"The men who come in are serviced in a totally separate area from the women," says Barksdale, who also runs separate newspaper advertisements for his salon -- one aimed at men, one at women. "They can come in, have their hair done, nails, facials, whatever, and leave without being seen."
By women, that is. Or, presumably, committee chairpersons, this being Capitol Hill. In any case, Profiles also has a Jacuzzi and sauna ($8 a half hour each, $15 for both; by appointment). Manicures are $10 and up. Facials, which take about a half hor, are $25 and up; the price includes a 15-minute makeup consultation/demonstration. (For oneself -- which, again, includes both her-
Speaking of facials: Get a recommendation, preferably from a trusted friend who is fond of having her (or his) pores forcibly pried open and hosed out on a regular basis. Around Washington, prices -- and procedures -- vary widely. At Georgetown's Le Chic (338-9584), for example, a facial goes for $40. At the Professional Hair Care school (942-2260) in Wheaton, it's $4 for a steam, cream and towel job -- done, as you should know, by students (who also do $2.50 scalp treatments, which you may well find more relaxing than a facial). FACE THE MUSIC
It's always possible to indulge your ears, cleverly if temporarily, by visiting one of those "high-end" stereo emporiums -- to hear, from your comfortably plush listening-room seat, music the way God meant it to be heard: from, say, a $2,000 Revox compact-disc player through a $5,000 Krell power amp into a $2,000 pair of five-foot-high Polk SDA-SRS speakers. (Substitute your own dream machines.)
Now, this can be a pretty glorious feel-good safari. Particularly if you bring your own favorite CD, thus impressing the salesman.
But be very, very careful.
If you do not enter with the proper attitude -- that of the curious, cheerful but realistic audiophile -- it will only end badly. Most likely as follows: After you thank the salesman profusely for his profuse attention and return home, you turn on your $49.95 Sears Combination Hi-Fi/End Table, and then -- to the sound of tinhorn bass and distorted highs -- take your own life.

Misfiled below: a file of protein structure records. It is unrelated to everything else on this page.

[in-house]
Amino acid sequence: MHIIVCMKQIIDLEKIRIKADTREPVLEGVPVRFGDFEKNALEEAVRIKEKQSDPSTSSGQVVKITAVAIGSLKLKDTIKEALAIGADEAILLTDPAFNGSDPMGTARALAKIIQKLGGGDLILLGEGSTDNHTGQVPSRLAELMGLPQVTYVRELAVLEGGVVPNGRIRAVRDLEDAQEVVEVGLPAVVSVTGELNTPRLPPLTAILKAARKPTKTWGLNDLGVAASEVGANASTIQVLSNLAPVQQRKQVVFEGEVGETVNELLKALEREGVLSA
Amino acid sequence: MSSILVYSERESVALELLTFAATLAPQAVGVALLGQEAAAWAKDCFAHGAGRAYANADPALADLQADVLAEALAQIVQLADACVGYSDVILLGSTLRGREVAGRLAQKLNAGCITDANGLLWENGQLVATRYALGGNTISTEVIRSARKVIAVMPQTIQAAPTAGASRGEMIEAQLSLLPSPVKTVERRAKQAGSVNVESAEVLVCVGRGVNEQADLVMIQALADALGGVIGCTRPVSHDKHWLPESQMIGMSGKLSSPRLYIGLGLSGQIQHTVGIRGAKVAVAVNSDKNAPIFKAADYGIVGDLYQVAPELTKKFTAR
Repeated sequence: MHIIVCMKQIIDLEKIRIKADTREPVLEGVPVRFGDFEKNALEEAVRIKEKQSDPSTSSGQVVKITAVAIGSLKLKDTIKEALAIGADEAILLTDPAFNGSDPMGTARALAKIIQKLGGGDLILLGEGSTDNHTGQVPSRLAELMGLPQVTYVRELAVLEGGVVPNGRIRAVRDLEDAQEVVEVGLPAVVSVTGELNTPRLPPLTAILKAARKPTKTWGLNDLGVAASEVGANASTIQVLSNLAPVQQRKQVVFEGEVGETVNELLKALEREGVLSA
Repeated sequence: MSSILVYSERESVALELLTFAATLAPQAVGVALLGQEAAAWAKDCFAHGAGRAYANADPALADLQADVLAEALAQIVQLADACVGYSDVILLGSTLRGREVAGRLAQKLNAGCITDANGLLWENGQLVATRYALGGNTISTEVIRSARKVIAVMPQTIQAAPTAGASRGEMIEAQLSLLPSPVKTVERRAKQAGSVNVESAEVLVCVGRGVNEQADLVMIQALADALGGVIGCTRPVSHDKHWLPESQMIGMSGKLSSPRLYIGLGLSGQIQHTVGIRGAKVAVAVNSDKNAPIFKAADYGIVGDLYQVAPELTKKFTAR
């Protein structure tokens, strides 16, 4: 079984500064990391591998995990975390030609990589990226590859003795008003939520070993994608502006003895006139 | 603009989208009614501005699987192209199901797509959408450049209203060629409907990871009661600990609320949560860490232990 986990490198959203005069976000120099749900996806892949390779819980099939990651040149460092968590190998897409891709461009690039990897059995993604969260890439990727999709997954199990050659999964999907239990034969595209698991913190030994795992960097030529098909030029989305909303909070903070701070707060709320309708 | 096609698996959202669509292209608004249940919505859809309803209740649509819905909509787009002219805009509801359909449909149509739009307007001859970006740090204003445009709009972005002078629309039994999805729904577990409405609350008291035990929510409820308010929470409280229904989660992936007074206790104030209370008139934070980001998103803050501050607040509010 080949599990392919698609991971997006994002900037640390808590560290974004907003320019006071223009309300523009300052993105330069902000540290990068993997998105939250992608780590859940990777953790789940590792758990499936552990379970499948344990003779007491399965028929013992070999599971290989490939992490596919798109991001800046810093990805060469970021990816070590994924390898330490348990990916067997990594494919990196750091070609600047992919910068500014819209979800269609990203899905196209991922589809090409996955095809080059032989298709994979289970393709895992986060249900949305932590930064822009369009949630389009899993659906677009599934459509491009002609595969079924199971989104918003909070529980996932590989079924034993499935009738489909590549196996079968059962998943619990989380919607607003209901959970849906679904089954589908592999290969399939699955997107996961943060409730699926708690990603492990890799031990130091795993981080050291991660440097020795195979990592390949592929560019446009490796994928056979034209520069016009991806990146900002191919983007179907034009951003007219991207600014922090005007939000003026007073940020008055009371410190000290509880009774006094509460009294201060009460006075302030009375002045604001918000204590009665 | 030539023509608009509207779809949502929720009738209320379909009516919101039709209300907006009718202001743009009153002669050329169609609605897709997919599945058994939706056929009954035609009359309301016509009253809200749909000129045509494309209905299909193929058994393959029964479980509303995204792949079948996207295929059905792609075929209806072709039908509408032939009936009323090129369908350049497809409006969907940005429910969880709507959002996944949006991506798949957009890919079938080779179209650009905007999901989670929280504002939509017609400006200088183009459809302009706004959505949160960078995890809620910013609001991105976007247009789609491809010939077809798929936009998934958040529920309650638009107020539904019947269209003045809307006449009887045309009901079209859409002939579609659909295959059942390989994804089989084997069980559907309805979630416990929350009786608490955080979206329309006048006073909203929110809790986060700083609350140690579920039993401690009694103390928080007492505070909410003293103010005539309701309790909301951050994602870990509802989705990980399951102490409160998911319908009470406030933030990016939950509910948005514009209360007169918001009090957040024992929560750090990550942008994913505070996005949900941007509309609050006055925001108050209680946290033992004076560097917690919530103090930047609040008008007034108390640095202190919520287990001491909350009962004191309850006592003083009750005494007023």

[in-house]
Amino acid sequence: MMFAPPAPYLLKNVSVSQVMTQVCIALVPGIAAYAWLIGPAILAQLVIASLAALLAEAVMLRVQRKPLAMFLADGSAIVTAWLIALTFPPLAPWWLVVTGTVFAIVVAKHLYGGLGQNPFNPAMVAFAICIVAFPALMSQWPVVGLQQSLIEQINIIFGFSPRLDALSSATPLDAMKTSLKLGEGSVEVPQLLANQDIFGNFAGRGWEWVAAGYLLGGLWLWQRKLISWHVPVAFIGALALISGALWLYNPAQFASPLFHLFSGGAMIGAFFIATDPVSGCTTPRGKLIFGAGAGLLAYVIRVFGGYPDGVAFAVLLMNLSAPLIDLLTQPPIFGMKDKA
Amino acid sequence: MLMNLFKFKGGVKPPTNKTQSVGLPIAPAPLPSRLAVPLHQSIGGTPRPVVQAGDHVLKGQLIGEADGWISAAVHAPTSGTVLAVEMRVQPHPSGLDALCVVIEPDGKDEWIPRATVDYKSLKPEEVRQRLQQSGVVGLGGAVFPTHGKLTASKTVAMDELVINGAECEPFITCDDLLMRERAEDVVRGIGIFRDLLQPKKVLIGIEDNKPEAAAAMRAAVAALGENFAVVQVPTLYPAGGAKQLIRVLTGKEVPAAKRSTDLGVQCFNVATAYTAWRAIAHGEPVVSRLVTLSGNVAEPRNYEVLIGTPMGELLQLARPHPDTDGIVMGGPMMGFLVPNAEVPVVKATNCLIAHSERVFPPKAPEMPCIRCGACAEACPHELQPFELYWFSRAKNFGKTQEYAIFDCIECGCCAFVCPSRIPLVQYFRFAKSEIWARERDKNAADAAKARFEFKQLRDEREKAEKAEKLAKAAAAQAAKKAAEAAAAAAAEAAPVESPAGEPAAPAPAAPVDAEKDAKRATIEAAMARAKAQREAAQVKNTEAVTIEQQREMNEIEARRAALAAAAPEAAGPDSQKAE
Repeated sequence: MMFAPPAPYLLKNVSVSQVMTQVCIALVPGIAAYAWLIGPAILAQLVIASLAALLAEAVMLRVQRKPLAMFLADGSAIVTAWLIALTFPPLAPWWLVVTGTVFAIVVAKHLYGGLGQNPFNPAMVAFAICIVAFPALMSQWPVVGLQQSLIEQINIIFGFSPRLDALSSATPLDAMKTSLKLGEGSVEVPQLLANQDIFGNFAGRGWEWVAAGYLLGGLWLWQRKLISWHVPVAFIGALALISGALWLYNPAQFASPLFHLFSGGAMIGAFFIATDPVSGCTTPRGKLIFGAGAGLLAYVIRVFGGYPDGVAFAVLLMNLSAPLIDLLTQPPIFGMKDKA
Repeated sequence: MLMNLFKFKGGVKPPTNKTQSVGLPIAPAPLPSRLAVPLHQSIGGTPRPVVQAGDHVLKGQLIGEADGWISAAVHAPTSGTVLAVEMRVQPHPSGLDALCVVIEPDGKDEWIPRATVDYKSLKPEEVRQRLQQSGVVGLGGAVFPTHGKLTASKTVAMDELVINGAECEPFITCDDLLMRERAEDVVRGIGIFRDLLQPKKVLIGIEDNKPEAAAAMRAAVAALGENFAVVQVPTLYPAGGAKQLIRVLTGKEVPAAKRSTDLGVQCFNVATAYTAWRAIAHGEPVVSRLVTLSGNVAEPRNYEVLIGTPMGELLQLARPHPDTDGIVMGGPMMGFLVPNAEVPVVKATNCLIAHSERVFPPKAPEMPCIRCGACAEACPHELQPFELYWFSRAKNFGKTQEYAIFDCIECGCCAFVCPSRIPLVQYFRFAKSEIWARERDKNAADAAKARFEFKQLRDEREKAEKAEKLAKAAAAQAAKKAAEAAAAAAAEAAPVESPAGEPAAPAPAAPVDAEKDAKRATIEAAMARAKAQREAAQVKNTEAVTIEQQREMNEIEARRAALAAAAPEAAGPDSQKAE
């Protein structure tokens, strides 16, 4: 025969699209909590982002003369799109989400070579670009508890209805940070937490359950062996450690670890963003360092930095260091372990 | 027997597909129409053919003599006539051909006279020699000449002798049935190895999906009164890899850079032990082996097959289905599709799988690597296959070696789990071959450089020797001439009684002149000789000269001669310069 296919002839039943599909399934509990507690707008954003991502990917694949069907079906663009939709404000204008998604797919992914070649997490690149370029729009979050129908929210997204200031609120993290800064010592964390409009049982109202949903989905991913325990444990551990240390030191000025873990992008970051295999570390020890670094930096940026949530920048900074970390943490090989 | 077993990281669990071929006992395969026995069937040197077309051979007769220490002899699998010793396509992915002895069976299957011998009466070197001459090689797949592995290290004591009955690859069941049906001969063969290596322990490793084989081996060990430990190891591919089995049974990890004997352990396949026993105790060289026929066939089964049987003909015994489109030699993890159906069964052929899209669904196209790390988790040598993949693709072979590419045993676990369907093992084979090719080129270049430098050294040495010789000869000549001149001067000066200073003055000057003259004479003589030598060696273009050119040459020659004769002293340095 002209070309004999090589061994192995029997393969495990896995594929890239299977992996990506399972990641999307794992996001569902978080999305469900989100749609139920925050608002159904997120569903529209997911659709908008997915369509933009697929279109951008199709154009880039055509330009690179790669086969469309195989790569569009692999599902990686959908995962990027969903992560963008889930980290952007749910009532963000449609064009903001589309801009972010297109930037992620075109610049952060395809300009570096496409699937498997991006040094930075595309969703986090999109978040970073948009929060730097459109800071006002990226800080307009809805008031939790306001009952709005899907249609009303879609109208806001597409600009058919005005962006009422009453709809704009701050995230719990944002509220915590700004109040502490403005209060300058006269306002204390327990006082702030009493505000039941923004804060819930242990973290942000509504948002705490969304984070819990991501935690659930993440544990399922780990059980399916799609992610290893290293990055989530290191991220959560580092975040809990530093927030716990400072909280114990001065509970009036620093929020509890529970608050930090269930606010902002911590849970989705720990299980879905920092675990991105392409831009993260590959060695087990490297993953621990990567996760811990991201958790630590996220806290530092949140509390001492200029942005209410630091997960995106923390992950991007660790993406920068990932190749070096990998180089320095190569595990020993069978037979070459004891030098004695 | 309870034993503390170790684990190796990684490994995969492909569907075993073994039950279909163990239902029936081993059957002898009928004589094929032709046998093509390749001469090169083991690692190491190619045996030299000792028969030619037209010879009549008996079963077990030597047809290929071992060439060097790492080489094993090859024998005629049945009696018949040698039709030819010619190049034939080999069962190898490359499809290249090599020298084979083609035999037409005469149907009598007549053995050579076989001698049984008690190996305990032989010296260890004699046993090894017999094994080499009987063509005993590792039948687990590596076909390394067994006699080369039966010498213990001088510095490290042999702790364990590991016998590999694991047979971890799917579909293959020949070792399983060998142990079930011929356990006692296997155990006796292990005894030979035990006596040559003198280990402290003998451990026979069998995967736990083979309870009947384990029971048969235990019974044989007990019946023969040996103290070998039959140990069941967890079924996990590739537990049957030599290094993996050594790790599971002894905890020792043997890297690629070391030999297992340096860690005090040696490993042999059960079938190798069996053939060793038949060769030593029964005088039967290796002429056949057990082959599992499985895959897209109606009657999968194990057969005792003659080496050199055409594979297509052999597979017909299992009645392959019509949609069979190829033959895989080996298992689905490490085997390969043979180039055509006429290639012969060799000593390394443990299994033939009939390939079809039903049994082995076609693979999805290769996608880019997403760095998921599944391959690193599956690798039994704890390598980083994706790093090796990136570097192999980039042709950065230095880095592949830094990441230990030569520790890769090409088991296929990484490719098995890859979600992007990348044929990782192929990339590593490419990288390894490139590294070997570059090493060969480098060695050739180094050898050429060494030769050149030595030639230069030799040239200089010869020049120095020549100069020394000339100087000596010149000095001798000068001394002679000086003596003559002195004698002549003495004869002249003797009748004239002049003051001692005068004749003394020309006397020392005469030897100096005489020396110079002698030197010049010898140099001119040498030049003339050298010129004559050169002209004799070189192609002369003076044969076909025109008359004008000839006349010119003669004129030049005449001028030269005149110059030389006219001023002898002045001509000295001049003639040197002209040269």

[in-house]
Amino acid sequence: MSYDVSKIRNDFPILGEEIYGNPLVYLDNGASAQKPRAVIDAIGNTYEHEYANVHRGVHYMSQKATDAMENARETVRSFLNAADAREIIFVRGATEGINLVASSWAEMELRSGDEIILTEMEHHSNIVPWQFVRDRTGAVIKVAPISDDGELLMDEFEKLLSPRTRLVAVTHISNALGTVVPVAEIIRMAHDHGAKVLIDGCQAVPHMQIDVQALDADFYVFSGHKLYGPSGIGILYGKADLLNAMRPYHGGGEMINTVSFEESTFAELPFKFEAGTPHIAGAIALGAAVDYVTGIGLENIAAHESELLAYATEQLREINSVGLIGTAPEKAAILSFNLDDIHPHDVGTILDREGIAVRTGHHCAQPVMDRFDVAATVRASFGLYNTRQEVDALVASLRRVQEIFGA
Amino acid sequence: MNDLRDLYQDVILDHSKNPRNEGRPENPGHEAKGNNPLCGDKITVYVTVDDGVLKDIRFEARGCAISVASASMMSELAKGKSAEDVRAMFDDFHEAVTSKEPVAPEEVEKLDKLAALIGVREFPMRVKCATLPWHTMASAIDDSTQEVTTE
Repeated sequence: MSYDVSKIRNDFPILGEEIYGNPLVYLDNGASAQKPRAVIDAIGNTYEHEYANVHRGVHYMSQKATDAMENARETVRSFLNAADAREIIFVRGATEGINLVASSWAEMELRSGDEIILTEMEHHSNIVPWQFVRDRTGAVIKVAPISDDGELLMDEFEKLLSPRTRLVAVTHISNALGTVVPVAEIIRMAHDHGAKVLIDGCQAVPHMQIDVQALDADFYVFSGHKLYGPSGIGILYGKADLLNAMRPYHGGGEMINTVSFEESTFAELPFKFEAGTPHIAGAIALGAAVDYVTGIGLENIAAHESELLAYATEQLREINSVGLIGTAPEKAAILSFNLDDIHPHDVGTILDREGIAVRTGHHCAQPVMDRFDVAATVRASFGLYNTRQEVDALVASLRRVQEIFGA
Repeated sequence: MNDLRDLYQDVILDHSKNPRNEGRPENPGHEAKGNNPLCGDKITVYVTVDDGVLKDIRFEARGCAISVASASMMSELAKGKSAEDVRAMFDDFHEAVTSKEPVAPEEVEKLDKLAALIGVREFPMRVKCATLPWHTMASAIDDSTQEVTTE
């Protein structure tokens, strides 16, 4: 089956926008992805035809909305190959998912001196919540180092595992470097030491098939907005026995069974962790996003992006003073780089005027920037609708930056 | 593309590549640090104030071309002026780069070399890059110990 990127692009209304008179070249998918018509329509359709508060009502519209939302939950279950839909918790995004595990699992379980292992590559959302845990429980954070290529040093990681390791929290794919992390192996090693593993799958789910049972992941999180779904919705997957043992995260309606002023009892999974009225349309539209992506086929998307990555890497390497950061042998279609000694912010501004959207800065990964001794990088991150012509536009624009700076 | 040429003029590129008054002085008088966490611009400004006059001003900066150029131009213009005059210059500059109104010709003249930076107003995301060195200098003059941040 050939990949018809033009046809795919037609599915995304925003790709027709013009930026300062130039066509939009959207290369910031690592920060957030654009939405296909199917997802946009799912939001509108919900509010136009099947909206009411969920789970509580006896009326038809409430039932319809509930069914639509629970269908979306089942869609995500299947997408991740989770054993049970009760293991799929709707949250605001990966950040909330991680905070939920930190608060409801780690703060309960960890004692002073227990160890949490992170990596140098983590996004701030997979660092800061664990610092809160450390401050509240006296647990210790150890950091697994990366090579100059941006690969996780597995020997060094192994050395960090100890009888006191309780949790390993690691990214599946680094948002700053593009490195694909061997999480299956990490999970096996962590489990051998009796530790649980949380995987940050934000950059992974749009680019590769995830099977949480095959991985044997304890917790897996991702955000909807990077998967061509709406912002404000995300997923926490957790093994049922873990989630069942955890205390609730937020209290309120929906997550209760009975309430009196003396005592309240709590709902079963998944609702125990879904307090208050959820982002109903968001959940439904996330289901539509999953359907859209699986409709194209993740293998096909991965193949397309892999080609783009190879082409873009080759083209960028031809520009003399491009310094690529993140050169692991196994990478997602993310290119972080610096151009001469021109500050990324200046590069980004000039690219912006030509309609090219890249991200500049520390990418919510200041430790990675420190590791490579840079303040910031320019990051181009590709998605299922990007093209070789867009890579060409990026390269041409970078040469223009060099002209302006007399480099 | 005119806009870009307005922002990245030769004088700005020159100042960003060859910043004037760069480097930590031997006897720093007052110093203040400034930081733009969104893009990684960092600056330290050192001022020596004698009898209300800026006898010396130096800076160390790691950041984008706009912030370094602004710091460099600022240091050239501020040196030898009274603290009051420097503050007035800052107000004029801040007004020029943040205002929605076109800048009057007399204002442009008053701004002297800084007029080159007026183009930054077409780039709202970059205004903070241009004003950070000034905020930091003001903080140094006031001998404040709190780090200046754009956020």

The other potentially tragic ending is that you break down and actually buy $20,000 worth of state-of-the-art stereo gear with your Visa card. Then you return home, set it up, turn it on, realize what you've done, and -- to the full, rich sound of lifelike bass, searing midranges and crisp highs -- take your own life. CLEAN HOUSE THERAPY
You can call somebody today and by the time you get home tomorrow, in many cases, your place can be vacuumed, dusted and -- well, clean.
There is a charge for this.
"We have a $40 minimum," says Vashti Sherrod, spokeswoman for Maid for a Day (543-0087), citing a fairly standard daily rate. "It could be more -- like if the bathroom hadn't been cleaned in a year or something, where you want to just blow it up. That could run up to $75. What we do is have a marketing specialist go out and look at what you want done."
Maid for a Day -- which, like most cleaning services you'll find in the Yellow Pages or on the supermarket bulletin board, has never actually blasted a bathroom -- is fully insured and bonded just in case. CLEAN GETAWAY THERAPY
Limousines! Here, there, everywhere, everybody has one in Washington. The president. The first lady. Visiting dignitaries. Your accountant. (Hmmm.) Even you can have one -- minus the Secret Service armada, or the write-off your accountant surely gets away with -- for less than it cost to get your '81 VW out of the shop last month.
We're talking in the neighborhood of $120 to $150 for three hours of mobile luxury, so make it worthwhile. Plan a day or night on the town -- a swing by your favorite restaurants and/or clubs, or your favorite shopping centers, tourist attractions or just a long, romantic drive with a favorite passenger -- and then check the Yellow Pages.
You might find a package deal like the one offered by Arrive In Style of Rockville (770-LIMO), which charges $40 an hour (three-hour minimum) for: a Lincoln stretch limo, a dozen sweetheart roses, a bottle each of Inglenook chablis and Jacques Bonet domestic champagne, a fully stocked bar (gin, vodka, scotch, mixers) and a coupon book good for $200 in savings at a White Flint jewelry store. No salesman will call.
Or you might find that a chauffeur (or chauffeuse) in period dress from D.C.-based Classy Chassis (829-7050) will drive you around in either a 1935 burgundy-and-black Rolls-Royce Landaulette ($90/hour), a 1946 pearl-white Cadillac Sixty Special ($75/hour) or a 1967 Rolls Silver Shadow ($75/hour; all with three-hour minimum).
You never know what you might find, actually. Just don't stick your hand down between the seat cushions.
The driver generally gets 10 to 15 percent as a tip. You get to keep the roses. SWEET DREAMS
There will be no mention herein of any indulgences involving sex. We will skip beyond that, to chocolate.